Joomla! has revealed it's patched twin critical flaws allowing attackers to bypass rules and create elevated privilege accounts.…
Posted: 26 Oct 2016 | 5:56 pm
Last week’s massive distributed denial-of-service (DDoS) attack on the DNS provider Dyn should serve as a wake-up call: the Internet of Things ecosystem is completely, and utterly, broken. Poorly supported and insecure devices brought an important part of the Internet’s infrastructure offline and took many high-profile sites with it.
To recap, a very large-scale attack (Dyn says that tens of millions of discrete IP addresses were part of the attack that targeted them) hit Dyn last Friday (October 21). The first attack began at 7AM Eastern time and primarily affected users on the East Coast of the United States, but was mitigated in approximately two hours. A second attack at approximately 12PM Eastern affected more users globally; mitigation took an hour. A third attack was launched later that day but was mitigated without customers being affected at all.
Where did this attack come from? A large portion of this attack was carried out by Internet of Things (IoT) devices infected by Mirai malware, which we detect as ELF_GAFGYT.DGB/ELF_BASHLITE.SM. (There is no one single Mirai botnet anymore, as its source code was released to the public at the start of October and it can now be used by any attacker.) Most of the blame for Friday’s attack was laid on the doorstep of a white label manufacturer of DVRs and webcams. This manufacturer has issued a recall for some of their vulnerable devices, which is a welcome (and potentially costly) move. It is likely that devices from other manufacturers were involved as well, however.
Figure 1. Overview of a Mirai DDoS Attack
The Attacks Will Continue Until Security Improves
It’s a bit of a stretch to call these attacks “unprecedented” – just a few weeks ago, Brian Krebs was hit with a DDoS attack by the Mirai botnet as well. What is certain is that until we find a way to secure the Internet of Things, it won’t be the last.
When it comes to the Internet of Things, the balance of power is currently in favor of the attacker: there are too many IoT devices that aren’t secured, can’t be secured, and won’t be secured. Denial of service attacks just became an even more potent threat: threatening companies with being knocked offline just became a far more potent and believable idea.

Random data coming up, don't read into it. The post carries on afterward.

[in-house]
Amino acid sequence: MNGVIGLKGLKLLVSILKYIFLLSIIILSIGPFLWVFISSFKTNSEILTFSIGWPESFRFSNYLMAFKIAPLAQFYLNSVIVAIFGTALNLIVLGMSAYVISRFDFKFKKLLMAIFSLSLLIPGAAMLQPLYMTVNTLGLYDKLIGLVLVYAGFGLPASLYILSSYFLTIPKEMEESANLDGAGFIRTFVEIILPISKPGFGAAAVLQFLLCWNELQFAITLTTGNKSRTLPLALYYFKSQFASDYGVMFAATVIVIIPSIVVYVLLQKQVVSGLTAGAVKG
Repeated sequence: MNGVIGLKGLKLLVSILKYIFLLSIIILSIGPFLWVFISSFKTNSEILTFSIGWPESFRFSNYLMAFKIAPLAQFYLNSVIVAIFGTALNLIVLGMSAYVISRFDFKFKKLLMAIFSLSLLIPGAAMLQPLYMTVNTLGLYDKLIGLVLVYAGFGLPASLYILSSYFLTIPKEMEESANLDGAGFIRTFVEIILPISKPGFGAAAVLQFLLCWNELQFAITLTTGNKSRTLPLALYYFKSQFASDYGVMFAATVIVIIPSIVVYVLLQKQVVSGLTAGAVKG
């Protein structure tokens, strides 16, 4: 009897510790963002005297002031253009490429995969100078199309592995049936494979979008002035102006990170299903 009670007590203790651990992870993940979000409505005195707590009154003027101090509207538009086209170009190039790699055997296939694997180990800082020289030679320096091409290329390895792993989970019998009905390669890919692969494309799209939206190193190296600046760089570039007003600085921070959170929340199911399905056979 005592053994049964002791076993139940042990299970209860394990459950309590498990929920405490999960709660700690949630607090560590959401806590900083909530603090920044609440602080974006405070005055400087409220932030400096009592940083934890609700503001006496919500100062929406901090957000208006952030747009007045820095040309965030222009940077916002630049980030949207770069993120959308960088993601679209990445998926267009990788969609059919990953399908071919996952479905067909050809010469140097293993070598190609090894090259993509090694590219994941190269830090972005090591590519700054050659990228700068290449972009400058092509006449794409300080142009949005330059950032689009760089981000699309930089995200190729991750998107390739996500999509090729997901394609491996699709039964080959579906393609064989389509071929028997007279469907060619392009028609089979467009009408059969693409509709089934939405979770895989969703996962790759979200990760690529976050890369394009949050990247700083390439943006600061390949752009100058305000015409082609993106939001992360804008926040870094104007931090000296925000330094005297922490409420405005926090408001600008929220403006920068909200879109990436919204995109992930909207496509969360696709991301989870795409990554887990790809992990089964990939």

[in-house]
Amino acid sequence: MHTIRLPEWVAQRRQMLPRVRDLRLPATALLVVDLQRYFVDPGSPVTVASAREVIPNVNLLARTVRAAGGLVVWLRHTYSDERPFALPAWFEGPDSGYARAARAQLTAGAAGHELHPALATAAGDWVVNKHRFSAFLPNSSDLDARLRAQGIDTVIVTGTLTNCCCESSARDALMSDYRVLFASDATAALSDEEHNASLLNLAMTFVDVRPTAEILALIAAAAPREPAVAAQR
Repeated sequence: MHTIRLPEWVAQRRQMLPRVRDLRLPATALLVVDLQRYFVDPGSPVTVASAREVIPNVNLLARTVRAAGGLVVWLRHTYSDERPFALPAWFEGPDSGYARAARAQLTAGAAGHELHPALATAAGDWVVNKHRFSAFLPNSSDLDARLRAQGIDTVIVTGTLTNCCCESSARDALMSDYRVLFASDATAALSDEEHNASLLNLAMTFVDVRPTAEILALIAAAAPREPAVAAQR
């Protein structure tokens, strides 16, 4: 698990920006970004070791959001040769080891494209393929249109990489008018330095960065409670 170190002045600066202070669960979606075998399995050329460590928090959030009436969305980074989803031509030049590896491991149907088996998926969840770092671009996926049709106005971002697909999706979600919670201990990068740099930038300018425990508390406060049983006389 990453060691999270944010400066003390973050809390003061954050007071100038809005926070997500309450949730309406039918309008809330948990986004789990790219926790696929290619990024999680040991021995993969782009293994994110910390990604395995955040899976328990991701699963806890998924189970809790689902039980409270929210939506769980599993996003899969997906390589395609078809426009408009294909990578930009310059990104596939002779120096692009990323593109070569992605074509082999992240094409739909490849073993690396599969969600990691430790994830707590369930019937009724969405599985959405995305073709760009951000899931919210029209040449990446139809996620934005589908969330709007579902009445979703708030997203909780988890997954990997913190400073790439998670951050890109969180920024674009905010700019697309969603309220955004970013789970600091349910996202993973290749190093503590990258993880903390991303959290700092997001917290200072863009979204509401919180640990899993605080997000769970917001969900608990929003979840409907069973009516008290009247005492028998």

IoT itself brings real-world consequences to DDoS attacks – what happens when these devices can’t connect to their central servers? Sometimes, they don’t handle it well. It used to be that a DDoS attack was, in the grand scheme of things, only an annoyance. Now, with more and more important functions going online, it’s a serious threat.
A Broken Ecosystem
Clearly something has to be done about securing the Internet of Things. Unfortunately, saying this is a difficult problem is an understatement. We can’t expect users to suddenly become experts and secure their devices. The number one priority of end users has, and always will be: make their stuff work.
What about the sellers of IoT gear? Not all of them might have the technical know-how to fix what they sell. In some cases these sellers merely rebrand the products sold by white label manufacturers. Can a mere reseller and importer of goods actually support what they sell? The answer is: probably not.
This leaves us to the actual manufacturers of IoT gadgets. Unfortunately, commercial pressures have meant that post-sales support for these devices is poor. Security is not a priority – ease of use, new features, and a quick time to market are. An IoT OEM has no reason to invest in security – no vendor has gone out of business because their product is insecure. In addition, long-term support costs time, resources, and money – all things a manufacturer wants to reduce.
In short, no one here has the incentives to do the right thing – secure their IoT equipment. As far as security is concerned, the IoT ecosystem is broken.
Will regulators have to step in?
This breakdown in the world of IoT isn’t sustainable in the long term. Once the real-world consequences of this IoT insecurity are clear, it’ll become increasingly likely that government regulations would have to be enforced.